Key ideas in phenomenology: The reduction

By Marc Applebaum

My most recent post was a short discussion of what “the natural attitude” means in Husserl’s phenomenology. As I mentioned, the natural attitude is the perspective of everyday life. For Husserl, the process he calls the phenomenological reduction is the means by which the phenomenologist frees himself from the reifications of the natural attitude, gaining a standpoint from which to view and explicate both real (Ger: real) and irreal (Ger: reel) objects, having bracketed their facticity, in pure phenomenal flow. The word “reduction” is used philosophically. It doesn’t mean diminishing something but instead relies upon one of the meanings of reduction’s Latin root: to restore or return something to a more primordial mode.

Husserl uses the term reduction to signify a specific shift in attitude that can be employed by the researcher in a variety of contexts. Hence, Husserl referred to phenomenological, philosophical, psychological, eidetic, transcendental, ethical, and intersubjective reductions, according to Joseph J. Kockelmans’ “A First Introduction to Husserl’s Phenomenology.” Not only is my perception of external objects transformed when I adopt the attitude of the reduction, but likewise my perception of the most intimate of objects: my personal ego. Phenomenology’s reductions reveal not only the phenomenal nature of objects but also, Husserl claimed, transcendental subjectivity and intersubjectivity.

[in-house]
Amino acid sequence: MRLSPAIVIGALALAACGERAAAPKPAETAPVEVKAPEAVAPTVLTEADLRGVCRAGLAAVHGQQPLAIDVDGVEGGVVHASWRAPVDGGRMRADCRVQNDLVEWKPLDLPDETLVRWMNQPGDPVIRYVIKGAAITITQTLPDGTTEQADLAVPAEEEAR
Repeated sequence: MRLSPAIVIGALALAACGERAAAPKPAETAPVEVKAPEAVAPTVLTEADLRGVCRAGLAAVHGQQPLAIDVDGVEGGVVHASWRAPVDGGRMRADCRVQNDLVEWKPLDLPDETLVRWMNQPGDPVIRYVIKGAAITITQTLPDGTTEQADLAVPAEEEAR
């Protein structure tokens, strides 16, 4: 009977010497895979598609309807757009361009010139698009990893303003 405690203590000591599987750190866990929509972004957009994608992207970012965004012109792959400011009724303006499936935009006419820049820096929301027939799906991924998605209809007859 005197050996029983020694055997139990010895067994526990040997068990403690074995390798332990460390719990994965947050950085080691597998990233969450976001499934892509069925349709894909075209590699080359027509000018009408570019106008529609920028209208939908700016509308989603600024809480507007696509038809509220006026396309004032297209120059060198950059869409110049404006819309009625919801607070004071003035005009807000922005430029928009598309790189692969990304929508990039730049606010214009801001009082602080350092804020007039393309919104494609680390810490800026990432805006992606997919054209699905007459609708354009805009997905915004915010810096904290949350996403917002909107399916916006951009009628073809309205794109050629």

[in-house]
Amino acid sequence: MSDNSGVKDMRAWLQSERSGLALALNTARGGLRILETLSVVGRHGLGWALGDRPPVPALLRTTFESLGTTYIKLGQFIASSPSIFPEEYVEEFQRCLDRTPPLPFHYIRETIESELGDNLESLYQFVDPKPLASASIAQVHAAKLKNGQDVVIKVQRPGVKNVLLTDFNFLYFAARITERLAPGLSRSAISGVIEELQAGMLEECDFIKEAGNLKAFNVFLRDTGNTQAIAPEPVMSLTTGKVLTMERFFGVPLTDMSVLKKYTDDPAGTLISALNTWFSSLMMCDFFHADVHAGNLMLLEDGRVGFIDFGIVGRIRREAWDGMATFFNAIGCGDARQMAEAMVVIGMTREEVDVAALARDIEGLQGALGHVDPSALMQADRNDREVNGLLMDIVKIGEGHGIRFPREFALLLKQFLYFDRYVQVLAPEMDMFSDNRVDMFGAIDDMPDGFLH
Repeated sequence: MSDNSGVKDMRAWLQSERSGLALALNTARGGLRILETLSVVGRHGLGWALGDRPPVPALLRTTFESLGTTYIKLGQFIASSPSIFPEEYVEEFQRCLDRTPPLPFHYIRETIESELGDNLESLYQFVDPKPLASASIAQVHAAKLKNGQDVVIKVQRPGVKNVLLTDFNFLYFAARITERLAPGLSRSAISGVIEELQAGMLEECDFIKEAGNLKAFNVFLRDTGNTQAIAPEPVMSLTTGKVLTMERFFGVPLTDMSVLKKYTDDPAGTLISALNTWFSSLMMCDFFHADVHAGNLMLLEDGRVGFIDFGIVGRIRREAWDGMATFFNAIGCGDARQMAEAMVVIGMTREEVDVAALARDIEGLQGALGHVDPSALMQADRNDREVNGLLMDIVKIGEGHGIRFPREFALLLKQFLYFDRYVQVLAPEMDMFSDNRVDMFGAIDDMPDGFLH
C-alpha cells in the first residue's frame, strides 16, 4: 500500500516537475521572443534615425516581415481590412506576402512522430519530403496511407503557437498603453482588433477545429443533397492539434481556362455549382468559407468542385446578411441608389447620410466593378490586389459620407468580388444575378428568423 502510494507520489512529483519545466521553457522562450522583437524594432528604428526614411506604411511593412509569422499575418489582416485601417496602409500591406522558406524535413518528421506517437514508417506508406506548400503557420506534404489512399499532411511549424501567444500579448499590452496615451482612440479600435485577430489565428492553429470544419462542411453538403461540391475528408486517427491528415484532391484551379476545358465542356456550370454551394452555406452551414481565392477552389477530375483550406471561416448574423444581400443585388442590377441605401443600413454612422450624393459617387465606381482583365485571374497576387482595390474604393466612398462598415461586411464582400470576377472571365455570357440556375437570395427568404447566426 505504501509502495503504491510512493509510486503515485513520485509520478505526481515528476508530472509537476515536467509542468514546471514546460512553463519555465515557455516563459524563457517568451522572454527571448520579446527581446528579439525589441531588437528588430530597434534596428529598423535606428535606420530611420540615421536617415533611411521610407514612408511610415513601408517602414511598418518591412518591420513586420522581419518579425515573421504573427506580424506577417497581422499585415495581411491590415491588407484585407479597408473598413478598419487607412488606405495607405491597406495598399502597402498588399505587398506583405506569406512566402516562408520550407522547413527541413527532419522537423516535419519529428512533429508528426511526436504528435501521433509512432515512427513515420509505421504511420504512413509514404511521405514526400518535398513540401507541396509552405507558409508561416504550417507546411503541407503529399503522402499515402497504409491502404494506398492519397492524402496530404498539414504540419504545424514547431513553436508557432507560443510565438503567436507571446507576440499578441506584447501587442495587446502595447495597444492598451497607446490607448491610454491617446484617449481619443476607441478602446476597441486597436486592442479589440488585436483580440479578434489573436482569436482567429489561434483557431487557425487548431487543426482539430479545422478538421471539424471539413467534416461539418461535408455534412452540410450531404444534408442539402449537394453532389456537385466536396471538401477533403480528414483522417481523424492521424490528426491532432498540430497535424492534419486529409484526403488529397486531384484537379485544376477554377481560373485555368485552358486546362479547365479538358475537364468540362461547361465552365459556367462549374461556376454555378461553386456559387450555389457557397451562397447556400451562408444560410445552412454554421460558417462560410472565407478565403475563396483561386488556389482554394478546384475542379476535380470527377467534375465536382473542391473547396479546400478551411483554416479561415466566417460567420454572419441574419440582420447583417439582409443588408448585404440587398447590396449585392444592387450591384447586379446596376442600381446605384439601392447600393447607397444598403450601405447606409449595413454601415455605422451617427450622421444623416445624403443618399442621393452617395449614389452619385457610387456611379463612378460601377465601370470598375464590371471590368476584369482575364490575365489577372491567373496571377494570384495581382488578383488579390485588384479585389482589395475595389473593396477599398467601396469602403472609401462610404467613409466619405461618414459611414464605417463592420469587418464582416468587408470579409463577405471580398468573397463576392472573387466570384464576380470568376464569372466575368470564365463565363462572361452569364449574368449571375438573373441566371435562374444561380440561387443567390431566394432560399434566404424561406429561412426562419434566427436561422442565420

The researcher “reduces” everyday, empirical reality through use of the phenomenological epoché or “bracketing.” The meaning of ἐποχή(epoché) is “to hold back” or “to withhold”; in affecting the epoché, I withhold my assent to the ontological status of the perceived: I “bracket” its facticity. In E. Spiegelberg’s “The Phenomenological Movement: A Historical Introduction (Phaenomenologica),” the author wrote that the reduction is the conscious act in which the:

General thesis of belief in factual existence characteristic of the natural attitude is inhibited, suspended, bracketed … or turned off, and which uncovers in transcendental subjectivity the acts which constitute pure phenomena.

Edmund Husserl’s “Ideas Pertaining to a Pure Phenomenology and to a Phenomenological Philosophy: First Book: General Introduction to a Pure Phenomenology (Husserliana: Edmund Husserl – Collected Works)” explained the reduction’s rigor in his discussion of the “Principle of all Principles”: “Everything originarily … offered to us in ‘intuition’ is to be accepted simply as what it is presented as being, but also only within the limits in which it is presented there.”